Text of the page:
Sunday, October 10, 2021

Reconstructing the Carol Burnett Show: Part 18: Season 8 Movie Parodies

The Paley Center still has not reopened since the COVID pandemic, so I have not been able to view missing portions of pre-season 6 Carol Burnett Show episodes. However, I have found some interesting segments from Season 8 on Amazon and The show was really at its near height of hilarity at this point. In two of these episodes, the only regular was Harvey Korman. Lyle Waggoner had left to star as Steve Trevor on Wonder Woman. I believe Vicki Lawrence may have been having a baby (?). Tim Conway was not yet a regular. But Harvey alone is a strong enough supporting actor to carry the burden. Many of these shows featured priceless movie parodies.

Season Eight: March 8, 1975: Buddy Ebsen, Wayne Rogers
Wayne Rogers with Carol
in West Dakota County Fair
Both guest stars were headlining CBS series--Ebsen had gone from The Beverly Hillbillies to Barnaby Jones and Rogers was starring opposite Alan Alda on MASH. For some reason, the version of this episode available on Amazon and runs for 40-odd minutes while all the other segments only run 22 minutes and are part of the Carol Burnett and Friends chopped-up syndication package. Maybe none of the segments fit into the short segments and only now have they released a near complete version on the various streaming platforms. But there are still pieces missing. At one point Carol introduces a sketch wearing a 1940s outfit with blonde hair. But the scene with her in that costume is nowhere to be found.

The show starts with Carol introducing Wayne to the studio audience. A giggly girl asks to kiss him and gaining permission from his wife in the audience, the lucky young woman plants one on Wayne's cheek. He was very hot at the time because of MASH. We then get a rather routine vignette with Carol repeating her accident-prone schtick as she and Harvey prepare for a night out. It's all physical humor as Carol slams her fingers in a door, burns her mouth on a cigarette, smashes her hand through a TV screen, sits down on a light bulb, and inflicts other injuries on herself. Then, the Old Folks get trotted out for more prune juice and geriatric sex jokes. After these tired tropes are played out, we finally get some fun movie stuff.
Carol then introduces a parody of Bridge on the River Kwai (This is where she is in 1940s gear,) and then there's an extended film spoof called War Is Heck. This must have been part of a series of sketches parodying war flicks. The Bridge scene is brief and features Harvey in offensive Asian make-up at Sessue Hayakawa and Wayne as the Alec Guinness character. War Is Heck features Carol as Mimi, a Parisian resistance worker aiding American soldiers to escape Nazi-occupied France. Wayne is a cartoon German officer who says things like "Ach! Cheese und crackers!" Buddy is a Yank private and Harvey is his wimpy commanding officer. The sketch ends with Mimi getting shot and dying nobly as Buddy, Harvey and the chorus boys tap out the intelligence about Nazi forces in Morse Code to the allies.

Next is another movie spoof! West Dakota County Fair ribs State Fair, the only Rodgers and Hammerstein musical to begin life as a movie. This extended sketch including musical numbers parodying "It Might as Well Be Spring," "State Fair," and from Oklahoma, "People Will Say We're in Love." The story of an Iowa family and their adventures at the titular event (romance, pie contests, etc.) was originally a non-musical 1933 film, and then adapted by R&H in 1945, then remade in 1962 (with Pat Boone and Ann-Margret!). A Broadway stage version was mounted in 1996.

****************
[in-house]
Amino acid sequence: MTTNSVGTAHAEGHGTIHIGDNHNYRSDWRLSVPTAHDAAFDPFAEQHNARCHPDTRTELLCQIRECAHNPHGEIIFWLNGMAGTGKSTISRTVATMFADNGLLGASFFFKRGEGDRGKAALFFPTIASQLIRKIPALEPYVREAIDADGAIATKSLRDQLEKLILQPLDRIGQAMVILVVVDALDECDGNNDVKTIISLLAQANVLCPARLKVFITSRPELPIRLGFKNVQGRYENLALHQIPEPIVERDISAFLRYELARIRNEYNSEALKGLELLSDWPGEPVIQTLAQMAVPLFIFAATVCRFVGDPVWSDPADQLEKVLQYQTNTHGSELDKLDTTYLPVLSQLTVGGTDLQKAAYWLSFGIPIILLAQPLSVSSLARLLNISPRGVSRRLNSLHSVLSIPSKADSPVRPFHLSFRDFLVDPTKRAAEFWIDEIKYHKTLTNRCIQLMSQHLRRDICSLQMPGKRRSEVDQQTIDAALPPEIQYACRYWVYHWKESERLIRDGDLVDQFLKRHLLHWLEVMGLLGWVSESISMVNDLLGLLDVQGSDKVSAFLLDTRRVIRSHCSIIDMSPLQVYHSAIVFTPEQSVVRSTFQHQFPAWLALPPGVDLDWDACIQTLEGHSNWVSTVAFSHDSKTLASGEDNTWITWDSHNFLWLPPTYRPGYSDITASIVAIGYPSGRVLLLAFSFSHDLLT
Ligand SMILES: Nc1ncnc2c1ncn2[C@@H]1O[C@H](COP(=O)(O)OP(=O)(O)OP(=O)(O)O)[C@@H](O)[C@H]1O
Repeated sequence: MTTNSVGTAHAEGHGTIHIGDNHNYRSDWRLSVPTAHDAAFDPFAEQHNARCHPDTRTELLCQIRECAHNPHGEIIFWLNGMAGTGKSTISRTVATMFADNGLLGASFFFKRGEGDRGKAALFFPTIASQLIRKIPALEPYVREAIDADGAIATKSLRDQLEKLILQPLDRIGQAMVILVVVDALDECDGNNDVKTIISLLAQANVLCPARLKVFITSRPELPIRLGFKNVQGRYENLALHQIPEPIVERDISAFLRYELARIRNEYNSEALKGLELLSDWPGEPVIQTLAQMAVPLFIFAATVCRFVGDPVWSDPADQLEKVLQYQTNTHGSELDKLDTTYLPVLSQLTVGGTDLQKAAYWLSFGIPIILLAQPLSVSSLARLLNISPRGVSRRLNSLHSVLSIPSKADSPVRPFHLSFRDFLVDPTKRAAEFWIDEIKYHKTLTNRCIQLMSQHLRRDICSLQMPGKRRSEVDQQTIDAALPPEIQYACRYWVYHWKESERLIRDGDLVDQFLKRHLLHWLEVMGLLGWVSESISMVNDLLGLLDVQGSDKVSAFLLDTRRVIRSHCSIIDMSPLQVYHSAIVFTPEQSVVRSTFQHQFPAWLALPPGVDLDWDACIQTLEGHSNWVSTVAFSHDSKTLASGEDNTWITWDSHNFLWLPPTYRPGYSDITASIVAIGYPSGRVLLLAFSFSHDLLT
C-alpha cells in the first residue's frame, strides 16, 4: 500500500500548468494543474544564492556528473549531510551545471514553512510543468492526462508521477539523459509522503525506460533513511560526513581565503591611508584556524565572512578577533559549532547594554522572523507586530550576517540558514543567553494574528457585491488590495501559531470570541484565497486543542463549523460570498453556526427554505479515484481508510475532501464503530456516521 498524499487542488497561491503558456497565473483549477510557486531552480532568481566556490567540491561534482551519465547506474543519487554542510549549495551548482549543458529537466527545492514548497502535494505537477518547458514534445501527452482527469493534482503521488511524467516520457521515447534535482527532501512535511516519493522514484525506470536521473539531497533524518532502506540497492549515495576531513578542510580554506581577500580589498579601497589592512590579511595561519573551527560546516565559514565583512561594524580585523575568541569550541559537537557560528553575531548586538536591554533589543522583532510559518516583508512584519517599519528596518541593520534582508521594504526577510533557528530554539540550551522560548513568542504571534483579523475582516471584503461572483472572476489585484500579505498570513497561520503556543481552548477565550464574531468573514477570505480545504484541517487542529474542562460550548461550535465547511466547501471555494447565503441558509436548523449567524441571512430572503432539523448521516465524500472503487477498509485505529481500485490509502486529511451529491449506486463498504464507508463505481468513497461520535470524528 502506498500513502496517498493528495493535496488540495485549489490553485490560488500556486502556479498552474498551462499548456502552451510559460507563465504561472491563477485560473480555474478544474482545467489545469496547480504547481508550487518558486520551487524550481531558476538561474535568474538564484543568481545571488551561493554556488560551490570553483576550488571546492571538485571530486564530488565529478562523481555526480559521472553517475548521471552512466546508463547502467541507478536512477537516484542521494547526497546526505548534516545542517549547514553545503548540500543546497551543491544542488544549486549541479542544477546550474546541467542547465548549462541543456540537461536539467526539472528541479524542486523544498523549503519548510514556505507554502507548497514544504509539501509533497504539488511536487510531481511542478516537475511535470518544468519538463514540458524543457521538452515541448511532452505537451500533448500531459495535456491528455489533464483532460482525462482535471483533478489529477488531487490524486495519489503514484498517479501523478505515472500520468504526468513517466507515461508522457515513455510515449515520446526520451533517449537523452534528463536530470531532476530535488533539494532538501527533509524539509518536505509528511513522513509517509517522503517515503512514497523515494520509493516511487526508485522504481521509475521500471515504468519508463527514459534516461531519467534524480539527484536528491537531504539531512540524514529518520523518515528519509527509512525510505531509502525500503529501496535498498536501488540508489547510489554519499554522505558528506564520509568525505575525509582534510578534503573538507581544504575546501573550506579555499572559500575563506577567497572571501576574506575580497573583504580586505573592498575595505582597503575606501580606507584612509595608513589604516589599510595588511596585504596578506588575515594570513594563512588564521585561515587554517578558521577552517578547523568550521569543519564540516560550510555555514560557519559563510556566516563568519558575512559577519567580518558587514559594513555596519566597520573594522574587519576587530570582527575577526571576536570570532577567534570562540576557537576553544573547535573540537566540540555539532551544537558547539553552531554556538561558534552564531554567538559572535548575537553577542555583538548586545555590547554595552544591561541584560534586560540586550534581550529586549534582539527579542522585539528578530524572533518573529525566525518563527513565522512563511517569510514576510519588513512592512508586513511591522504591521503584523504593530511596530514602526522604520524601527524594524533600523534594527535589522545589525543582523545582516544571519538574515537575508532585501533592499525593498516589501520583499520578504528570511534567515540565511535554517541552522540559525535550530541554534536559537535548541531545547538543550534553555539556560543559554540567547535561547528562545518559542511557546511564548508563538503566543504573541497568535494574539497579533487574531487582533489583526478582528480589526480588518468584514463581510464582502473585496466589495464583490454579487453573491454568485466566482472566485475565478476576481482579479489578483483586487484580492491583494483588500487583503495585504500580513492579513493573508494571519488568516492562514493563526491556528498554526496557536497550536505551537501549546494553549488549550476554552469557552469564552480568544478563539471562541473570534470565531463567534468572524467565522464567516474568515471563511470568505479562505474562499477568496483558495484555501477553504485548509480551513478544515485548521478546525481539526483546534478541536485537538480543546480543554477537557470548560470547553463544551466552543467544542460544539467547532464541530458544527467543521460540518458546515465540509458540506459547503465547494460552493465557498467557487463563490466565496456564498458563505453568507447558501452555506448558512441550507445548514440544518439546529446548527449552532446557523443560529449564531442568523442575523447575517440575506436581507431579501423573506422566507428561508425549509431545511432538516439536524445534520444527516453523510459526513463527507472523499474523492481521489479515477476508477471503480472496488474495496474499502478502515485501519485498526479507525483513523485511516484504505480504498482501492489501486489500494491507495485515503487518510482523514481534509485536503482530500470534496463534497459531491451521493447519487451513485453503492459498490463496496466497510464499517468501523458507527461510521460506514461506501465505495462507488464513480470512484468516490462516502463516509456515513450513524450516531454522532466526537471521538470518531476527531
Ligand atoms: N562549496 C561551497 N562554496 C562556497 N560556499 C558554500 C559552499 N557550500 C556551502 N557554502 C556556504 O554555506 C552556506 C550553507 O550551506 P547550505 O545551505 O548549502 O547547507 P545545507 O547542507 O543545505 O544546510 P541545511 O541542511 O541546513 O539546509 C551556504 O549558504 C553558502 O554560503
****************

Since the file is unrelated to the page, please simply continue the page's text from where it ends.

Carol is Patsy, whose biggest problem appears to be whether she can beat snotty Mrs. Nose-in-the-Air in the mincemeat contest. She has everything a girl could wish for including a dull boyfriend (Harvey) she will be trapped with in marriage. Buddy is her loving father whose only sorrow is his wife died from disappointment at losing the same mincemeat competition for years. At the fair, Patsy meets handsome reporter Scoop (Wayne Rogers) who seduces her and promises to take her away from rural West Dakota for world capitals like Paris, London and Vienna. "I can't go with you, Scoop," Patsy dramatically intones. "Those places aren't real. This is real where a nobody like me can become the Queen of the Mincemeat Contest." Scoop agrees to quit his glamorous newspaper job, learn plowing, forget his grammar, and marry Patsy. Big finish!

March 21, 1975: Sally Struthers, Steve Lawrence
Carol persuades drunk Dick Patterson
to listen to her life story in
The Boring Twenties.
We're back to the chopped-up 22-minute versions with this one. Once again Harvey is the sole supporting regular. The only sketch in this shortened edition is The Boring Twenties, a take-off on The Roaring Twenties, a Warner Brothers gangster shoot-'em-up starring both James Cagney AND Humphrey Bogart. Steve Lawrence brilliantly mimics both movie icons. He plays Eddie Scarlett, the Cagney role. Carol as saloon singer Havana Jones asks him how his meeting with Bogie went and does both parts hilariously. Sally Struthers is Priscilla, the high-class dame Eddie falls for. Struthers was starring on All in the Family and does a very funny bad rendition of Melancholy Baby as Priscilla tries out for the headliner spot in Havana's nightclub, financed by Eddie. Harvey plays Eddie's lawyer pal who eventually steals Priscilla from him and betrays him to Bogie. There are pictures online of Sally in hillbilly attire in what was probably her big musical number, but it, along with everything else from this episode, was cut to fit into the syndicated format. There are even edits in The Boring Twenties, so we don't even get the complete version of this riotous spoof. 

(More movie parodies from Season 8 in the next part of our series on Reconstructing the Carol Burnett Show.)

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